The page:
A hallmark of spiritual abuse is treating the person who dares to point out a problem as the problem.
There are multiple forms of abuse and all forms of abuse are painful. Just ask someone who has experienced physical or sexual abuse. But, I believe there is an abuse that is equally horrific and can be one of the most devastating to experience. This abuse is well hidden and is at large in the spiritual arena. It is deep, pervasive and very difficult to unravel. Spiritual abuse brings forth immense damage in the form of spiritual wounds.
Spiritual abuse is an irrefutable and unholy use of power. Spiritual abuse is the exact opposite of love. Spiritual abuse can occur when a spiritual leader uses his or her spiritual position to control or dominate another person. It often engages the feelings and thoughts of another, without regard to what will result in the other person’s state of emotions or spiritual well being. Spiritual abuse often refers to an abuser using spiritual or religious rank in taking advantage of the victim’s spirituality by putting the victim in a state of unquestioning obedience to an abusive authority. Power is used to reinforce the position or needs of a leader above one who comes to them in need. Spiritual abuse can also occur when spirituality is used to make others live up to a spiritual standard. This promotes external spiritual performance, or is used as means of proving a person’s spirituality.
When religious systems are not based on the truth, they cannot allow questions, dissent, or open discussions about issues. The person who dissents becomes the problem rather than the issue they raised. The truth about any issue is settled and handed down from the top of the hierarchy. Questioning anything is considered a challenge to authority. In a controlling and spiritually abusive environment, leaders suppress those who want to think for themselves by explaining that they doubt God and His anointed leaders. Thus, the follower controls his own thoughts out of fear of doubting God.
The Church has labeled any individuals who have experienced the tragedy of spiritual abuse, and have dared to speak out about it, as disloyal, unspiritual, judgmental, and even disobedient.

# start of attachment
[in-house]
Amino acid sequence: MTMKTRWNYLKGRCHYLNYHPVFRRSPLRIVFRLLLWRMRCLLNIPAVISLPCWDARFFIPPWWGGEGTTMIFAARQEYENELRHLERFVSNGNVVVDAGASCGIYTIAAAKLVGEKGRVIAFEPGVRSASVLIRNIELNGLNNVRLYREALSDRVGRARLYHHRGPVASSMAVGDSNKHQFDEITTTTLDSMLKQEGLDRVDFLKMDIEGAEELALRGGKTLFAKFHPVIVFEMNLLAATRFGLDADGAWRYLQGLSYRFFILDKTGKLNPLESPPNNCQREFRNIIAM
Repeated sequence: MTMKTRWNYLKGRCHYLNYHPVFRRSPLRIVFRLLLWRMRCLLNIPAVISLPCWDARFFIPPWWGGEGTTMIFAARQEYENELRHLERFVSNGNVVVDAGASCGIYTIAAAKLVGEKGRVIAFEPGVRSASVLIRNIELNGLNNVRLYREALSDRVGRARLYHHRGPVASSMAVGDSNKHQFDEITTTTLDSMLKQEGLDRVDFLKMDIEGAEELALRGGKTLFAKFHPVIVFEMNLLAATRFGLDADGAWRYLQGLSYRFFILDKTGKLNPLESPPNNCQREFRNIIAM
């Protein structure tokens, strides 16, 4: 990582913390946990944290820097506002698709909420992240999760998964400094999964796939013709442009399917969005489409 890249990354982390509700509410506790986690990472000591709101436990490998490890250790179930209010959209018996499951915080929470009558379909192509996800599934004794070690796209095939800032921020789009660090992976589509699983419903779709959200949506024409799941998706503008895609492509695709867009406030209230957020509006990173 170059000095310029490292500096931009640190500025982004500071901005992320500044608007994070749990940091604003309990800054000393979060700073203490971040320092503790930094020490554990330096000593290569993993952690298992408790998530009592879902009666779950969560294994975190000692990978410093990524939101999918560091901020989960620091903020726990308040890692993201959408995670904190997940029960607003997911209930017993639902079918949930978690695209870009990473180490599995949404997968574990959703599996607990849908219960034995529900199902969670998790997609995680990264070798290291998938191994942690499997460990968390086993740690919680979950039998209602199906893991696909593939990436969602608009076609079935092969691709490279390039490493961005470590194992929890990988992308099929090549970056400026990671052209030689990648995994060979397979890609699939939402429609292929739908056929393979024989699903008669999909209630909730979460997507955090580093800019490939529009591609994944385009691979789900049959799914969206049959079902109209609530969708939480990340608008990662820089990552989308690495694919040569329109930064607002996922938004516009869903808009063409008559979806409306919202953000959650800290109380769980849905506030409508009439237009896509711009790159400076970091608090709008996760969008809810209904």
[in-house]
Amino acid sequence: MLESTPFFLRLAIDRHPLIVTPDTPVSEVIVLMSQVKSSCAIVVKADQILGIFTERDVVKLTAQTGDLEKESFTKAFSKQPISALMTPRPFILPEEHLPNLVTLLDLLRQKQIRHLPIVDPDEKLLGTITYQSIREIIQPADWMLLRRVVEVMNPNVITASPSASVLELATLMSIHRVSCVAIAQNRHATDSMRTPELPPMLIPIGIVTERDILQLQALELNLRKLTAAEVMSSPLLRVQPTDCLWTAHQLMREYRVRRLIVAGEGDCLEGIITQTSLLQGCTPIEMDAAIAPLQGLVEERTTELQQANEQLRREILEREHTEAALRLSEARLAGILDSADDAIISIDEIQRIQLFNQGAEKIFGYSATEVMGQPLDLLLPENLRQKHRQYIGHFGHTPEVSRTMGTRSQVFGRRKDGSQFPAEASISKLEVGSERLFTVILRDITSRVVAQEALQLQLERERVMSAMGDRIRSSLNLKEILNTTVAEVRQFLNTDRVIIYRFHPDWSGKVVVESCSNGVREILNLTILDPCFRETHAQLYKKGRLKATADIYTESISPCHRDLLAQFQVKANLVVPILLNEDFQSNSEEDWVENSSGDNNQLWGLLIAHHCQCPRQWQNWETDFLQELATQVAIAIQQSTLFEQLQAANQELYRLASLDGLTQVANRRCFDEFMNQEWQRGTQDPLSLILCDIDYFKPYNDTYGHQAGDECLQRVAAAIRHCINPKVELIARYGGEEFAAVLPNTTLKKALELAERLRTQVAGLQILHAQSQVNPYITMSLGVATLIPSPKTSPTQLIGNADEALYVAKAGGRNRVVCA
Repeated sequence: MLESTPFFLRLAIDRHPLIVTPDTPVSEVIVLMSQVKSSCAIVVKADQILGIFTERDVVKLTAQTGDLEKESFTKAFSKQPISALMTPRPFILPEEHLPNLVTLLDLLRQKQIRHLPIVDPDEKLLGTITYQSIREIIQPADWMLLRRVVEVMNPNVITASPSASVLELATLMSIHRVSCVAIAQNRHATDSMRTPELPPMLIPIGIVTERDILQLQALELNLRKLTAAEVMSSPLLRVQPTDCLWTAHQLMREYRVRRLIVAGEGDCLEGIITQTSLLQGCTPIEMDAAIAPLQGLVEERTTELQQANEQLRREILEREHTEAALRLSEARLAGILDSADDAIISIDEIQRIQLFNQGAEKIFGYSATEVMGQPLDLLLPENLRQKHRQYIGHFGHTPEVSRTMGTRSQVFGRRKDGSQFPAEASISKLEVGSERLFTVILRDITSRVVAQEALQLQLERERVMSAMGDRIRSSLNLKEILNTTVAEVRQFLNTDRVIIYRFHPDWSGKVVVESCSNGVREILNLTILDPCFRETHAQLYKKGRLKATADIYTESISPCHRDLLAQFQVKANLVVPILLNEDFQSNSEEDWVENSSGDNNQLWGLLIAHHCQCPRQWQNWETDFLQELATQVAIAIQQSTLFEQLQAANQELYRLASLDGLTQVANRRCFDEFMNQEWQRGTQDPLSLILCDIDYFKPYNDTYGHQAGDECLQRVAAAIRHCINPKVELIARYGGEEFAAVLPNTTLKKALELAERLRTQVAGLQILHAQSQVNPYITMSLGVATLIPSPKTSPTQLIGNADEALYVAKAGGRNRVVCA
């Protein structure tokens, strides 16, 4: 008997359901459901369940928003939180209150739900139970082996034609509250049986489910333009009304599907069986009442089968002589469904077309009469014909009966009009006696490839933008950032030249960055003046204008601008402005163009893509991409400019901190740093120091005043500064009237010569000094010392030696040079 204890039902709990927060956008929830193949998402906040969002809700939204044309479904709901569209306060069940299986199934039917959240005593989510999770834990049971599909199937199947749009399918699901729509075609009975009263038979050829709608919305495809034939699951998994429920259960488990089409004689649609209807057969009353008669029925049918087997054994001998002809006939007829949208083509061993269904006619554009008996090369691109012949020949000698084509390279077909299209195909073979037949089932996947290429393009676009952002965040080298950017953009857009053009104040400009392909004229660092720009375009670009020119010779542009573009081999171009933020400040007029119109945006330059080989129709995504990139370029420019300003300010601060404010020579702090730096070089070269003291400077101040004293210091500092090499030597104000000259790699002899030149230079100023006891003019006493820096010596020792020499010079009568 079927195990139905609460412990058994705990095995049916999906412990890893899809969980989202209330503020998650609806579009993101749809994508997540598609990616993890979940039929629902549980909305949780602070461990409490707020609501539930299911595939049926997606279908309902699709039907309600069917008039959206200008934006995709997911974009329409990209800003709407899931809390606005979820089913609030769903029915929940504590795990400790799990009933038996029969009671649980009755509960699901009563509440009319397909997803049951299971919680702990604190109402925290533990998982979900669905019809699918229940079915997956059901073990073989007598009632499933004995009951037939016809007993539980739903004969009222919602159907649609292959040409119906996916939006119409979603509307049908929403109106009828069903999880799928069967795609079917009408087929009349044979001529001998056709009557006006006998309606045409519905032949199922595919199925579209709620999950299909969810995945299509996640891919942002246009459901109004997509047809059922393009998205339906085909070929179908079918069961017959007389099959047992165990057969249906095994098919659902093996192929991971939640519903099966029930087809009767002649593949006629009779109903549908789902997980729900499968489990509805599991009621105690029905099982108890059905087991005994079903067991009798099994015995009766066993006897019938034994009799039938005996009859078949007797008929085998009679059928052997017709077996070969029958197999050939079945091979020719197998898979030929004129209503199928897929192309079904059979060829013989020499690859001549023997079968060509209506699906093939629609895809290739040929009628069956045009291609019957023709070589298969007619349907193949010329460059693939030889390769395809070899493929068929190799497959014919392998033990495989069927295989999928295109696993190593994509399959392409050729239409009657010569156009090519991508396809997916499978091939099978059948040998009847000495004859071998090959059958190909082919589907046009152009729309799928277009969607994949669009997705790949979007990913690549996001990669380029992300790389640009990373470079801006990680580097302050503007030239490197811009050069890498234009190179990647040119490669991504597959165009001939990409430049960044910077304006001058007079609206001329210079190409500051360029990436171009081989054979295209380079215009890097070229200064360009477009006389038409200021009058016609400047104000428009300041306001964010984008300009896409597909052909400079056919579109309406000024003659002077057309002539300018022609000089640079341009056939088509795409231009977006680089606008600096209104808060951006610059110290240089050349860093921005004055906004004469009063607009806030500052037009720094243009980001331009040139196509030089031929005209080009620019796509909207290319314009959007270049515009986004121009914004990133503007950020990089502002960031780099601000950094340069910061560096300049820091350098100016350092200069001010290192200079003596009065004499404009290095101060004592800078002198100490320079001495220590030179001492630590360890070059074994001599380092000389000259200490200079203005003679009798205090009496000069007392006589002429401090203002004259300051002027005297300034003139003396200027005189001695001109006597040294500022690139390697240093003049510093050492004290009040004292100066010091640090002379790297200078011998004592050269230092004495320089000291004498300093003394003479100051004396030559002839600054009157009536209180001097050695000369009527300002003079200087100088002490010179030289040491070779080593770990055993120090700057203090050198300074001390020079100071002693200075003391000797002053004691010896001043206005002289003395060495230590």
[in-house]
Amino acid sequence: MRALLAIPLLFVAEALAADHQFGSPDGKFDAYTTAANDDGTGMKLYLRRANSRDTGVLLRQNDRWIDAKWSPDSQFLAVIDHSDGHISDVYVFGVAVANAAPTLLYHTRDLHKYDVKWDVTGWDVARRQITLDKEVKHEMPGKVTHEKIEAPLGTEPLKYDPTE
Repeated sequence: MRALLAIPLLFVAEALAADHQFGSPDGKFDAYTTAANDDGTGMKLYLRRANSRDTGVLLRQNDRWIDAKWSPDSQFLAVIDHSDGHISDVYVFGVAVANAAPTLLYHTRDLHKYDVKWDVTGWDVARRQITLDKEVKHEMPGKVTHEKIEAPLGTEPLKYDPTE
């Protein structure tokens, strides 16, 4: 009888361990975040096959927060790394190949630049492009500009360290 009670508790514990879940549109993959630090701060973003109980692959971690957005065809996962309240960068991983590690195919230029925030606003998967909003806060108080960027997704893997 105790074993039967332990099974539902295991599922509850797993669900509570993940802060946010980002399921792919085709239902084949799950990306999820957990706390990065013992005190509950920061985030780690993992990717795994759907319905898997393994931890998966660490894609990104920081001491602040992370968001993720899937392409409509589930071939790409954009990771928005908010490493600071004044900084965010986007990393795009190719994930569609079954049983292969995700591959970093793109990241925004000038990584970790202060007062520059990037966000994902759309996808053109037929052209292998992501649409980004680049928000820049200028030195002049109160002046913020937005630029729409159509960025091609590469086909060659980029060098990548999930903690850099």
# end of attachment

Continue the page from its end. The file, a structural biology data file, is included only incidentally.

Illustrations of Spiritual Abuse
When John was a new believer, his spiritual leaders told him that he needed to give money to the church and that they needed to monitor his personal finances. As John communicated that he did not agree with this, he was labeled as disobedient. And eventually he and his family left the church.
Mike and Joni’s experience is another example of spiritual abuse. This couple went to their senior pastor to talk about possibly leaving the church due to an unhealthy spiritual climate. As they were talking with the pastor, he told them that if they decided to leave the church the Devil would haunt them and overrun their lives. He further communicated to them that they should stay at the church to avoid the attacks of the Enemy. When they left the church, they were labeled as disloyal and un-spiritual.
How Spiritual Abuse Operates
A “bounded-set” mentality does breed spiritual abuse. In this atmosphere, leaders communicate to their followers that in order to be accepted into their fellowship they need to do everything leaders tell them to do, speak the same way leaders speak, embrace what the leaders embrace, and avoid what the leaders avoid. If a person in this type of atmosphere does not conform to these rules, they are never fully accepted into the fellowship. They may not be literally kicked out (although this may happen), but they will never occupy a place of authority themselves or carry any influence in the congregation.
Some religious arenas advocate that the needs of the people—what they think, feel, or want—do not matter, and believe that the people are to meet the needs of the leadership.
When spiritual leaders use their authority to manipulate or shame people into meeting their needs it amounts to abuse. This is extremely wounding to the victim, and a place that God designed to be safe—a church—becomes unsafe.